WRITER: Johann Hari is a Swiss-British writer and journalist.
WRITER: Johann Hari is a Swiss-British writer and journalist.

Controversial writer brings book on depression

SWISS-BRITISH writer and journalist Johann Hari will bring his unconventional views on drug intake and mental health to the Northern Rivers, while speaking about his latest book, Lost Connections, released in January.

From the New York Times best-selling author of Chasing the Scream: The First and Last Days of the War on Drugs, Hari's new book is touted as "a startling challenge to our thinking" about depression and anxiety.

Hari has suffered from depression since he was a child, and started taking anti-depressants when he was a teenager.

He was told - like his entire generation - that his problem was caused by a chemical imbalance in his brain.

Lost Connections, a book by Johann Hari about depression.
Lost Connections, a book by Johann Hari about depression.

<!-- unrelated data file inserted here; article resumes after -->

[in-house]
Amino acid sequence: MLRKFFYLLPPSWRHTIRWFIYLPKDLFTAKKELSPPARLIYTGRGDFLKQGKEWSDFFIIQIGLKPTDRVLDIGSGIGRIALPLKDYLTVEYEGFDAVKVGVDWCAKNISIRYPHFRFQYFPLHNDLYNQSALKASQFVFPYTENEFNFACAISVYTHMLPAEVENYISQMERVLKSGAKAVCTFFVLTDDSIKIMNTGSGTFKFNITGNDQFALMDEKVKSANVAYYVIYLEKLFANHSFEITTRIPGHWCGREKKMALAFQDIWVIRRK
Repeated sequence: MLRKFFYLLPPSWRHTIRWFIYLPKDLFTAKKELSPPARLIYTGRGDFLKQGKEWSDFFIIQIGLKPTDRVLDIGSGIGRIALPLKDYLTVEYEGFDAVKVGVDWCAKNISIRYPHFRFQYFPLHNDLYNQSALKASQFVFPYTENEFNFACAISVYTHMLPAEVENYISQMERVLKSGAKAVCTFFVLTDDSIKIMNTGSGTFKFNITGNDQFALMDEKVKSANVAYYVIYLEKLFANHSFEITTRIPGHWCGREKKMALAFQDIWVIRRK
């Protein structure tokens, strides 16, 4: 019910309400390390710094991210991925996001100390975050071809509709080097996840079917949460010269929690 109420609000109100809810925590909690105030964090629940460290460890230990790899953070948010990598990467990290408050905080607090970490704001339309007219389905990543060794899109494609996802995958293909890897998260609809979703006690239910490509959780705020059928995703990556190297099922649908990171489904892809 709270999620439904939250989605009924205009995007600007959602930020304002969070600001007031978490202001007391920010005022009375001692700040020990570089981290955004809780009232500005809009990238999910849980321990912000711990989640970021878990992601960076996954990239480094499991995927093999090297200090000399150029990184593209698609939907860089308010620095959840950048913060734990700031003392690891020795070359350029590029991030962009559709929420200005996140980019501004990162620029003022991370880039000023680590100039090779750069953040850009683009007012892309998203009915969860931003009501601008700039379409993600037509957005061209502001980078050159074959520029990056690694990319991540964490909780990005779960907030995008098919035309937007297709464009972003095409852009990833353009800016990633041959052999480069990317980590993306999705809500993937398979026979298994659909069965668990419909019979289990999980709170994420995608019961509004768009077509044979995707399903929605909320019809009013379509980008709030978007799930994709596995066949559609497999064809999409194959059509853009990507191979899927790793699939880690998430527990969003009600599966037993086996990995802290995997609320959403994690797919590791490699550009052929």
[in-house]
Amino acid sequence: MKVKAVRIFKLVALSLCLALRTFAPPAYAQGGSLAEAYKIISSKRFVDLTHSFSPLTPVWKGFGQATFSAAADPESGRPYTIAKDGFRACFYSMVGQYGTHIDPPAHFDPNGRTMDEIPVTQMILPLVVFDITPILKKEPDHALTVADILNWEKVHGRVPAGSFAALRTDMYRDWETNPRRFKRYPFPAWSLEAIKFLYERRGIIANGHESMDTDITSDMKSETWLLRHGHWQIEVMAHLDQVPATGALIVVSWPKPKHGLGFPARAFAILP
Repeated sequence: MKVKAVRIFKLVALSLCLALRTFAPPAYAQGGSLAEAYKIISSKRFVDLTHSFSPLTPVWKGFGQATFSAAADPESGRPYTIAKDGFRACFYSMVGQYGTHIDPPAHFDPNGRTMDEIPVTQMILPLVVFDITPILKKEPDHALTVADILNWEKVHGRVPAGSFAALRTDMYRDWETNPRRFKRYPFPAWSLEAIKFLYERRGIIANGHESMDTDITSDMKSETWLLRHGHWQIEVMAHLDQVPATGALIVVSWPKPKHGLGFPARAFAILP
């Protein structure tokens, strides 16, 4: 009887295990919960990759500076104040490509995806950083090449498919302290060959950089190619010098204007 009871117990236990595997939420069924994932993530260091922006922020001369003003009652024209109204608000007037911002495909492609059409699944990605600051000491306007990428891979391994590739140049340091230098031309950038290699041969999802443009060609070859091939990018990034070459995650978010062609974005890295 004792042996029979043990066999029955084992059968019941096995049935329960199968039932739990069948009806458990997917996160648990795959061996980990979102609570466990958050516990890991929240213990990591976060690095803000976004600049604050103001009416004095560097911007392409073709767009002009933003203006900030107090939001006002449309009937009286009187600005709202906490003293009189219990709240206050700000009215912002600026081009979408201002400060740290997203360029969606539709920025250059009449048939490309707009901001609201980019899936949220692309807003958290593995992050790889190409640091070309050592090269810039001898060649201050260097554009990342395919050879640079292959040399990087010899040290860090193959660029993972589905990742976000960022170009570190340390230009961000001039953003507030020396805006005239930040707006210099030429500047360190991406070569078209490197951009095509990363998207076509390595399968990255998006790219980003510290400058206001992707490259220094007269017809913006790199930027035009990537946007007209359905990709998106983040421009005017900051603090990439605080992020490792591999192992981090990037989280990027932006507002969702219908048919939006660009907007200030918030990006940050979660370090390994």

As an adult, trained in the social sciences, he began to investigate this question - and he claims that almost everything we have been told about depression and anxiety is wrong.

Hari claims in his books that social scientists uncovered their real causes on depression, and that they are mostly not in our brains, but in the way we live today.

"Just as Chasing The Scream transformed the global debate about addiction, The Lost Connections will lead us to a very different debate about depression and anxiety - one that shows how, together, we can end this epidemic," Bloomsbury, the publisher, offers.

Johann Hari was a columnist for the Independent in London for nine years and was twice named Newspaper Journalist of the Year by Amnesty International UK.

His 2015 TED talk titled Everything You Think You Know About Addiction Is Wrong has been viewed over 8.6 million times (as of last February), and lays out the idea that most addictions are functional responses to experiences and a lack of healthy supportive relationships, rather than a simple biological need for a particular substance.

He has written for the New York Times, the Los Angeles Times, the Guardian, Le Monde, Slate, the New Republic and the Nation.

He has been awarded the Comment Award for Cultural Commentator of the Year by Editorial Intelligence, and has been named Journalist of the Year by Stonewall.